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Center For Collaborative Action
Pages and Files
TI: Overview of Action Research
T2: Understanding Action Research
T3: Your Research Question
T4: The Context
T5: Plan For Action
T6: Cycle 1 in an Iterative Process
T7: Collecting Data
T8: Analyzing Data
T9: Reflecting on your Actions
T10: Cycles of Change
T11: Writing your Action Research Report
T12: Your Identity as an Action Researcher
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Action Research Neighborhood
AR Sharing Overview
Sharing AR syllabi
Cycles of Actions
Reports & Portfolios
Rubrics for Assessment
Evaluating Student Work
Journal for publishing Action Research
Q and A
Sharing Outcomes from
Doing Action Research
Overview of Outcomes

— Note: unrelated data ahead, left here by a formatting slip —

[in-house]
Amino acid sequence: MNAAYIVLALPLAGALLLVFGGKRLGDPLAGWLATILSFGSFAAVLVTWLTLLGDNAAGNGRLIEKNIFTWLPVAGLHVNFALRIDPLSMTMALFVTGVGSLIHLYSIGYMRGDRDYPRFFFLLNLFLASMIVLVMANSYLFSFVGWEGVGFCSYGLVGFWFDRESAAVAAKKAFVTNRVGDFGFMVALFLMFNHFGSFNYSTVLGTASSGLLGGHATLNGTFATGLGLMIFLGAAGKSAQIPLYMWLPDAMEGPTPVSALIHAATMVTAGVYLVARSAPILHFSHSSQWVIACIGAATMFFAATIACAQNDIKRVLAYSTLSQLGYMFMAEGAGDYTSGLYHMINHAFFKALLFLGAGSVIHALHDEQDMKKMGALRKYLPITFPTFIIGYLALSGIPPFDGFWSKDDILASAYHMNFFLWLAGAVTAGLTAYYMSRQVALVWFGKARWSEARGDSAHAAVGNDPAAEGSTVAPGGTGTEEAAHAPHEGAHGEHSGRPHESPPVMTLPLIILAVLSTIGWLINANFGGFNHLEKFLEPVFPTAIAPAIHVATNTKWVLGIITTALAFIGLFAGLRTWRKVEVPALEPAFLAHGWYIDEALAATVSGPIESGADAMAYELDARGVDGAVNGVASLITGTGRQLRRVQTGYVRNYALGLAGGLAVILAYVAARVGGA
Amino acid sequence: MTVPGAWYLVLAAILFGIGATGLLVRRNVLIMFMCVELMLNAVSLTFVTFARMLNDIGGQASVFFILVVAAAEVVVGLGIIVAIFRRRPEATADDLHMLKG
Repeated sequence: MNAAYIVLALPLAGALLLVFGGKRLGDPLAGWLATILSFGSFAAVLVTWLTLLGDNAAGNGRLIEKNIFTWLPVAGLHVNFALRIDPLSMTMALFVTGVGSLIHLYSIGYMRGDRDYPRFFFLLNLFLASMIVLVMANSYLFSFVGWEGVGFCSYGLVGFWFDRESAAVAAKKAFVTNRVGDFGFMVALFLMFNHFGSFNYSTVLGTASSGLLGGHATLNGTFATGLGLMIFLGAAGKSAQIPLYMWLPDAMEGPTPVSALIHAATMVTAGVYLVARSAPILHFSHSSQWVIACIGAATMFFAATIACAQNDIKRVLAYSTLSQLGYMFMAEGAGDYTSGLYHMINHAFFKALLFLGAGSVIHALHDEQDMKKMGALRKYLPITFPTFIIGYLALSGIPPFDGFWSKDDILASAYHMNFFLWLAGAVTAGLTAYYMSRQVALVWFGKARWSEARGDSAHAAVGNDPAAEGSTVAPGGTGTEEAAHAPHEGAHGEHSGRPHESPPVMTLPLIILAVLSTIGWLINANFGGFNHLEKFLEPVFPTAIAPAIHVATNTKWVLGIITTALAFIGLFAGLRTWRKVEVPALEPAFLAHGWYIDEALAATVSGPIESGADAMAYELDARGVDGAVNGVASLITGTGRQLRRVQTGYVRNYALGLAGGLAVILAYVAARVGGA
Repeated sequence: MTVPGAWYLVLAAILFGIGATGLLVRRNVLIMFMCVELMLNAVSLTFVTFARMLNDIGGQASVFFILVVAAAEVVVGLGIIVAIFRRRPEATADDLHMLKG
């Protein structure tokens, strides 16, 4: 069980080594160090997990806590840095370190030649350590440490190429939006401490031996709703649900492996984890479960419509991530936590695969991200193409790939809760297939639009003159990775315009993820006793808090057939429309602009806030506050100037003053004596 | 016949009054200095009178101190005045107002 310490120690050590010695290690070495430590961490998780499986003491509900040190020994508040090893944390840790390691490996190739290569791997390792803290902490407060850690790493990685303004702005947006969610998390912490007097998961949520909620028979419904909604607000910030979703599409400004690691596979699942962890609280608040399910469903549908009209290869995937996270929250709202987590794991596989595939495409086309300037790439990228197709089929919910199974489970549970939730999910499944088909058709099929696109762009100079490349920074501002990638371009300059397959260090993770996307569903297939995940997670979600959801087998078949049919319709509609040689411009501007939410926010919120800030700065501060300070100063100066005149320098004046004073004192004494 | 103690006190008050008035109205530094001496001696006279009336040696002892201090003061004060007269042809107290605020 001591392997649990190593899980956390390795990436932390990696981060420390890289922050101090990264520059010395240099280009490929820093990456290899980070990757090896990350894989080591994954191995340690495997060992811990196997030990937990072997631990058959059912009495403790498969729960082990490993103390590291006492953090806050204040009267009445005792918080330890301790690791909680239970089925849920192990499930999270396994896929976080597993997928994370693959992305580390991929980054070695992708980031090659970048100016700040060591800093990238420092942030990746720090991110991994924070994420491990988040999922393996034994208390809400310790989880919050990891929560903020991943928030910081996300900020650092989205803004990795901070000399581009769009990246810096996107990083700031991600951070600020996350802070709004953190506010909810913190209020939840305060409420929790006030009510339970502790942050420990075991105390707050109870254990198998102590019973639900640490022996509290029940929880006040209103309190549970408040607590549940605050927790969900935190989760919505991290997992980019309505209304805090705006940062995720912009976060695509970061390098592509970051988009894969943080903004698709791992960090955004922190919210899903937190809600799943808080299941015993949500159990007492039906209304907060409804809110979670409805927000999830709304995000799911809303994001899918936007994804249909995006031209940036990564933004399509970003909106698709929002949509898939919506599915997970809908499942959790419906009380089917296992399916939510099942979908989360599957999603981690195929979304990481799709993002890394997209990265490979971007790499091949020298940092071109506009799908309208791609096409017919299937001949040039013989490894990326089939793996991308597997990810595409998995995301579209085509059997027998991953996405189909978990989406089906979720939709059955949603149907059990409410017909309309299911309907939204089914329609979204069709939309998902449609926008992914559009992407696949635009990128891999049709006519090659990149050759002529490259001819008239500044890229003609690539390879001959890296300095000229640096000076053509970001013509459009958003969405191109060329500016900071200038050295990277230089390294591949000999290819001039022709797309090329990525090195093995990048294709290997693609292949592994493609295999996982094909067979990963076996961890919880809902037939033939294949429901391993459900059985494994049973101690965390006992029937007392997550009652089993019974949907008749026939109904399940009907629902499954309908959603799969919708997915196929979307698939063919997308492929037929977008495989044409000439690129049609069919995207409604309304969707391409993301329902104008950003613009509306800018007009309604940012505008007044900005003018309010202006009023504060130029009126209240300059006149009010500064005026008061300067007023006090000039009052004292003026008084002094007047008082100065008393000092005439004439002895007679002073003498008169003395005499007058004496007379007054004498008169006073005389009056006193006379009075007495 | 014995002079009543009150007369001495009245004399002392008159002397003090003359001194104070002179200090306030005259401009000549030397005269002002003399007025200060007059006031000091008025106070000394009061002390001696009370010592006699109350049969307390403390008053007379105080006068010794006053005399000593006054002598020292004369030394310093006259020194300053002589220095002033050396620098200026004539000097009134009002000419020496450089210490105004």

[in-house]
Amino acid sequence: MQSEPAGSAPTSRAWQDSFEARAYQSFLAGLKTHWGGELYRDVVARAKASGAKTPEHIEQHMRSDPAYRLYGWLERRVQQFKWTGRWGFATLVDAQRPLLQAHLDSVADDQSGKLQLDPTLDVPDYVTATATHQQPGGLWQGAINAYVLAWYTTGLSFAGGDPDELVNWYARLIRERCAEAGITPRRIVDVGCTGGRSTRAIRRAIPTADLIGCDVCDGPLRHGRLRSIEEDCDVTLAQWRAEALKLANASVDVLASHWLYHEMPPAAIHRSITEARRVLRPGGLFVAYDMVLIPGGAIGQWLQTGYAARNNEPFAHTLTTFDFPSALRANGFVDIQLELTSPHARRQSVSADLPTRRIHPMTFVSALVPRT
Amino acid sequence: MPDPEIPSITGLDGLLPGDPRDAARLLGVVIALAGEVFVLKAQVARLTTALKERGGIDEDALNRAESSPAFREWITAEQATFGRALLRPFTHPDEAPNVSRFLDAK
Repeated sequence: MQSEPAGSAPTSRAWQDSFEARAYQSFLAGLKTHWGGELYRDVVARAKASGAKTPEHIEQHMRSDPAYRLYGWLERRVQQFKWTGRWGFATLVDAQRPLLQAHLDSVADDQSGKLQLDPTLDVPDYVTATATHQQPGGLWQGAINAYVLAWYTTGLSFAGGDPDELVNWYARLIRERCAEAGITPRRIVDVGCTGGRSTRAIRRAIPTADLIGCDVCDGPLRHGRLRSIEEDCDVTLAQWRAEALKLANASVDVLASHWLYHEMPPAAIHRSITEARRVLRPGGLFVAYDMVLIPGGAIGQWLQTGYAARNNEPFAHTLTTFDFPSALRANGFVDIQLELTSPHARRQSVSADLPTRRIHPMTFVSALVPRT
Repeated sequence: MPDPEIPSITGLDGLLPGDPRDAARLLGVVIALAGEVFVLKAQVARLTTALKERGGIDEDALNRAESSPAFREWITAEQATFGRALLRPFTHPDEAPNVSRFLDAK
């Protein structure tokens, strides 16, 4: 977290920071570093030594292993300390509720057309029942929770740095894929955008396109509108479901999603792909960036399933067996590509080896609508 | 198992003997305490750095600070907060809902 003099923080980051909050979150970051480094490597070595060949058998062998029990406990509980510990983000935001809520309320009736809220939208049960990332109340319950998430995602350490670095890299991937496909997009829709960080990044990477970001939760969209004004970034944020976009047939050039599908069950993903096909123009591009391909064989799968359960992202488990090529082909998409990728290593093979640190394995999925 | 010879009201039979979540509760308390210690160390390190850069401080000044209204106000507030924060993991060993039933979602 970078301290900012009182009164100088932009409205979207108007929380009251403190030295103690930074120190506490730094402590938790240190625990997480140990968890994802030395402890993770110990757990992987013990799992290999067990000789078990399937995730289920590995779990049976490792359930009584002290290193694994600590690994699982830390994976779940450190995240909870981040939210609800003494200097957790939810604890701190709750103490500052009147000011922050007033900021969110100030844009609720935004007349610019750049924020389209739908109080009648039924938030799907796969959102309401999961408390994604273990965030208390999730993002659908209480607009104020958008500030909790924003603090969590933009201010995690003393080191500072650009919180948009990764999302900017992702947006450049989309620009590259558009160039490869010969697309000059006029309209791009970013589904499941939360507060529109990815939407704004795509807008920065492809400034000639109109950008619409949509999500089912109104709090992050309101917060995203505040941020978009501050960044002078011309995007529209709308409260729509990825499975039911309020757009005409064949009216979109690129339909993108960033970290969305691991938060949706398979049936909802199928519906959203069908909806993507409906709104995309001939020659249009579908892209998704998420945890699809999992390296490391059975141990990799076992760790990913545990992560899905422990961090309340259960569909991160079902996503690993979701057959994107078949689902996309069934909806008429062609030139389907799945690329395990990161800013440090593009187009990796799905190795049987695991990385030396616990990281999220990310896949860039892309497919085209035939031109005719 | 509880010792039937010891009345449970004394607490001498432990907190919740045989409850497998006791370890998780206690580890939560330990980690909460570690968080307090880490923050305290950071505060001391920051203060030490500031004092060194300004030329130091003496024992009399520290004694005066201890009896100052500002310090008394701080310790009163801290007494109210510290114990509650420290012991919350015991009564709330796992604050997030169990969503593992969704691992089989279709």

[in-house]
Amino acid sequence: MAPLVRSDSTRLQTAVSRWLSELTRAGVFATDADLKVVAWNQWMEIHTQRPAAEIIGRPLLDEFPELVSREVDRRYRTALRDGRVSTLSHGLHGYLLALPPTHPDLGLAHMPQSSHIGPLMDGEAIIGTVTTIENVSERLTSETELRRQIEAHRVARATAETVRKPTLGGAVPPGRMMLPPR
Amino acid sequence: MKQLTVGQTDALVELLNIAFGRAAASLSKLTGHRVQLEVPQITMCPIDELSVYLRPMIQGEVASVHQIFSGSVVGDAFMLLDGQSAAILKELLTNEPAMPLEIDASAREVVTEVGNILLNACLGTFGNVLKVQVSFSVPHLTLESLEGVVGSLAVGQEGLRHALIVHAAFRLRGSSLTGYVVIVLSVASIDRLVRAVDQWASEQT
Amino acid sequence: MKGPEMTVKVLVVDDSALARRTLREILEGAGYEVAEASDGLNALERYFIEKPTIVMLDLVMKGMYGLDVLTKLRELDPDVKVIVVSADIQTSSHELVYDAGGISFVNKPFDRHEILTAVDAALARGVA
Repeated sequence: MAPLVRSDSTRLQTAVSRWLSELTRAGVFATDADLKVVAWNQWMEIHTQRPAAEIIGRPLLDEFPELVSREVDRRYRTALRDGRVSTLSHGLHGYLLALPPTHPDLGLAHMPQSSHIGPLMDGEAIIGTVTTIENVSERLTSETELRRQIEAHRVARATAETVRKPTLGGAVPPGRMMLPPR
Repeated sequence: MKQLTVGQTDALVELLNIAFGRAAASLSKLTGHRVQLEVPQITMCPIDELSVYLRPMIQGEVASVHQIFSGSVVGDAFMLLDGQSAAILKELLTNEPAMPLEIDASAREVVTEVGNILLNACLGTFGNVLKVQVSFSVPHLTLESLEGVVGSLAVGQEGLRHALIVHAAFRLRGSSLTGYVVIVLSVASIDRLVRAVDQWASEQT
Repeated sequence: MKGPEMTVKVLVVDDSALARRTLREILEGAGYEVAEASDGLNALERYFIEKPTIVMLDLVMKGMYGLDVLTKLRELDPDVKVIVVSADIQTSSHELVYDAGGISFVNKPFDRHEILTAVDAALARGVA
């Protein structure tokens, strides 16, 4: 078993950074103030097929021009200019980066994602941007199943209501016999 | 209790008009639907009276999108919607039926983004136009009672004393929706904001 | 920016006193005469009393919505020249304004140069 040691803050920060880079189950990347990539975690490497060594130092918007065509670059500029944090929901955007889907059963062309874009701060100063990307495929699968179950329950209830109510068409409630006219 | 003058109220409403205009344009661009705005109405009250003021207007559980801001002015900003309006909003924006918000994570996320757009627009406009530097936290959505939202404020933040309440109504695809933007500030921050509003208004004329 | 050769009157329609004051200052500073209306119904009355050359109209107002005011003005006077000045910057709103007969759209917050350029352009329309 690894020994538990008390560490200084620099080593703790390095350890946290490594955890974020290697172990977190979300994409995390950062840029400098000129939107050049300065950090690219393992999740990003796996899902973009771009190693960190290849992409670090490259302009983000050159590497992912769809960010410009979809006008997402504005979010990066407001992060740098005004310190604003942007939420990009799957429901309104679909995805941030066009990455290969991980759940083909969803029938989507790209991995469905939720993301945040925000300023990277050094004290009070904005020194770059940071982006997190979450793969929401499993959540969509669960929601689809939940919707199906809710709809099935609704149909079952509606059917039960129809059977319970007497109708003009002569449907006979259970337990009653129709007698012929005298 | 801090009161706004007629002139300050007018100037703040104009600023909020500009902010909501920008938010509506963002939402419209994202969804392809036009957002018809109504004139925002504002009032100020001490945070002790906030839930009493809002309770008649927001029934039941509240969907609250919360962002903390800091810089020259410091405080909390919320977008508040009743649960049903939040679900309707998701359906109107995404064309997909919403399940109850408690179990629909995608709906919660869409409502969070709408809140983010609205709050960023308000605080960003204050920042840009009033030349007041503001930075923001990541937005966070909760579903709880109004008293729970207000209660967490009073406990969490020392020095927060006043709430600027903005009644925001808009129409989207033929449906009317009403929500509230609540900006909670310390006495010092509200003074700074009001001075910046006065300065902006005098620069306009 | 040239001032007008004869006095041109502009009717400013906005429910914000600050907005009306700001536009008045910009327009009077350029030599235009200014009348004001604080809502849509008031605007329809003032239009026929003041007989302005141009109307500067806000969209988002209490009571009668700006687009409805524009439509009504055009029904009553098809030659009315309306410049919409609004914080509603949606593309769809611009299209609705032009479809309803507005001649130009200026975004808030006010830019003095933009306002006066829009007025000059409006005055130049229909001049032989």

AR World Map of SITES
1) What is Action Research?
How do YOU define action research?
Feel free to add your definition of action research on this page, either with or
without your name, and if you like with links to your action research site.
Also visit our
online tutorial course on Action Research
The Center for Collaborative Action Research,
This image was designed by a group of Pepperdine students working remotely
At the Center for Collaborative Action Research, Riel (2013)
describes action research
is a form of cyclic learning that capitalizes on day-to-day work experiences as opportunities to improve practice. Action researchers gain deeper understanding of the social, political, and physical forces that shape actions in complex social settings.